21. 21. Improving Snow edge fading Problem: Virtual extrusion produces some odd artifacts on many corner cases due to different mesh topologies and use cases Solution: Take advantage of the “snow shadow” map using image processing to improve snow edge fading, by finding the min/max Pros: ✔Reuses “snow shadow” which is required anyway ✔ Solves the damaged buildings problem ✔ Mesh geometry doesn't matter Cons: ✗ Needs a high resolution texture to look good ✗ Snow map costly to generate every frame
  22. 22. After all that: final look
  23. 23. Terrain Snow • Artist driven – Extra terrain layer – Affects terrain height
  24. 24. Terrain Snow • Artist driven – Extra terrain layer – Affects terrain height – Snow edges procedurally distorted to reproduce snow behavior
  25. 25. Terrain Snow • Artist driven – Extra terrain layer – Affects terrain height – Snow edges procedurally distorted to reproduce snow behavior – Use GPU tessellation in D3D11
  26. 26. Terrain Snow affecting Objects Problem: consistency between terrain snow and object snow Solution: Allow objects to “suck in” the terrain snow material. ✔ It allows the snow to look consistent between terrain and objects ✔ Side effect that artists can tune edge fading more on objects placed on a map by painting the snow under it ✔ Side effect that damaging terrain removes snow also removes parts of snow from objects improving the melting snow caused by damage effect.
  27. 27. Terrain Snow affecting Objects Problem: consistency between terrain snow and object snow Solution: Allow objects to “suck in” the terrain snow material. Undamaged Terrain Snow Damaged Terrain Snow
  28. 28. Terrain Snow Tracks Extra pass: – Render objects that moved into a texture with a top down camera view and clipped at max snow height using an additive shader Track Map Top Down Camera View Clip Plane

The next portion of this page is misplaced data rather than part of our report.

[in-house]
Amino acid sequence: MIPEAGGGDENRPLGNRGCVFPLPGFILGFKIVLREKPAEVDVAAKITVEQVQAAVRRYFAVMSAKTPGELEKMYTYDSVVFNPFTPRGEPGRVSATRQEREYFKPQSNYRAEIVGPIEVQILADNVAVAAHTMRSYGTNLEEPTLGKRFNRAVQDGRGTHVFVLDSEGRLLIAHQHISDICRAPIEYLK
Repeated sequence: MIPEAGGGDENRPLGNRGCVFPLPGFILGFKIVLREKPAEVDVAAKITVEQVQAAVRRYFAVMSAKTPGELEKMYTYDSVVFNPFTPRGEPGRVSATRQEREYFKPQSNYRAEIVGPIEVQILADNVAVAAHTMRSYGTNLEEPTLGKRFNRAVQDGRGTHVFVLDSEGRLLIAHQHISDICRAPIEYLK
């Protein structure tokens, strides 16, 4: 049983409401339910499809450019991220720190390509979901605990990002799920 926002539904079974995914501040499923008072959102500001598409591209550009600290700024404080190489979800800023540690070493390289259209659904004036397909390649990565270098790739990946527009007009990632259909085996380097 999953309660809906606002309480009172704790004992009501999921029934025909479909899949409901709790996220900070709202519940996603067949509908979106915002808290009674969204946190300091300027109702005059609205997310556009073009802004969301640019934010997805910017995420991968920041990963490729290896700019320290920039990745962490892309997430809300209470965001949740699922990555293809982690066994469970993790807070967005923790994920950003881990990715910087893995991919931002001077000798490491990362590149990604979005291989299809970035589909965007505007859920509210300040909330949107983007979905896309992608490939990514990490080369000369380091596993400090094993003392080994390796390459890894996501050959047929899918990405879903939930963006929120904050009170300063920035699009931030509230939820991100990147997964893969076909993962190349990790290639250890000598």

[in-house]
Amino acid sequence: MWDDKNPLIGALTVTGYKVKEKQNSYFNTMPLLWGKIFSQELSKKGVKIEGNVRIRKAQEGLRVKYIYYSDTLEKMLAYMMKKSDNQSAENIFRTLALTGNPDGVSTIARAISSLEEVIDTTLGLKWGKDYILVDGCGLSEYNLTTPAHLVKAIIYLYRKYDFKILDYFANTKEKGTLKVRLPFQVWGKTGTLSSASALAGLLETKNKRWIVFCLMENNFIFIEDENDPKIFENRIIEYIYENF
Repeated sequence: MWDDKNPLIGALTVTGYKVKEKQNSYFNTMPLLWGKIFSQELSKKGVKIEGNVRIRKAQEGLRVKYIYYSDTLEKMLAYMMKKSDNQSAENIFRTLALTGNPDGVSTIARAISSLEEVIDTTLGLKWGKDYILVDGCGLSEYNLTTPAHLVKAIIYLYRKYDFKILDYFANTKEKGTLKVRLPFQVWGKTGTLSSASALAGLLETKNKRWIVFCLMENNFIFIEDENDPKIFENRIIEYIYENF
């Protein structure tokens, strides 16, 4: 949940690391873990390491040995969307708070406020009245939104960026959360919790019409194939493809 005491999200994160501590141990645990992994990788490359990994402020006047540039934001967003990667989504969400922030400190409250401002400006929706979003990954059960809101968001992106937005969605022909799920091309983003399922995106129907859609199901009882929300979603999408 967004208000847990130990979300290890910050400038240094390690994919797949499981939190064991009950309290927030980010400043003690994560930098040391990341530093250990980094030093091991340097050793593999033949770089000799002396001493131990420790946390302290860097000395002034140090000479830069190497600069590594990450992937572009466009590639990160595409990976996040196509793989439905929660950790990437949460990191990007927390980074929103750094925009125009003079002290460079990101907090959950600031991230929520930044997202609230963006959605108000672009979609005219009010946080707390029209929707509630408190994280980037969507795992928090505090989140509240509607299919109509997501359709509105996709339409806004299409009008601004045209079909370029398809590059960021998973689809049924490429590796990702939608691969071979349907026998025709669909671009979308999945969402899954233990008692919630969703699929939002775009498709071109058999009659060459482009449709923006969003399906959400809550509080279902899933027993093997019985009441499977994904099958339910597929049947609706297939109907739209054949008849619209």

29. 29. Terrain Snow Tracks ● Extra pass: – Render objects that moved into a texture with a top down camera view and clipped at max snow height using an additive shader – Just visual, uses bump mapping in D3D10 HW and GPU tessellation on D3D11
  30. 30. Terrain Snow Tracks Extra pass: – Render objects that moved into a texture with a top down camera view and clipped at max snow height using an additive shader – Pros: ✔Easy way to get precise snow tracks and foot prints – Cons: ✗Requires a high texel density per terrain area to get accurate foot prints. ✗Since it persists over multiple frames it is not very SLI/Crossfire friendly. ✗Requires high frame rate to get smooth continuous vehicle tracks.
  31. 31. Muck map - Material based on snow track depth to make the tracks stand out more and reveal mud
  32. 32. Ice Requirements: - Fully dynamic - Can break and refreeze - Should look realistic - Edge breaking should look good - Easy to tune by artists
  33. 33. Ice - World has an Ice cell map that controls ice health - The sim controls breaking and refreezing looking at ice health of neighboring cells
  34. 34. Ice - World has an Ice cell map that controls ice health - The simulation controls breaking and refreezing looking at ice health of neighboring cells - Ice Shader takes the Ice health map as a texture and uses the health information to determine how to blend between textures that represent each ice state: - Solid - Broken - Slush - Water
  35. 35. Ice Problem: Grid is very visible on the edges of broken ice Solution: Use an artist defined texture to offset the uv sampling to break the edges, use noise to break the edges even more: Sample UV Offset TextureNormal UV Use UVTexture Value To sample Ice textures Final look
  36. 36. Outdoor Volumetric Ambient Occlusion - On snowy weather, ambient occlusion is what gives variety to the environment and makes snow variation stand out and be more visible. - COH1 used fake splat based ambient occlusion. ✗ Not good enough to depict light occlusion on snowy environments. ✗ Not accurate. ✗ Looks like sets of blobs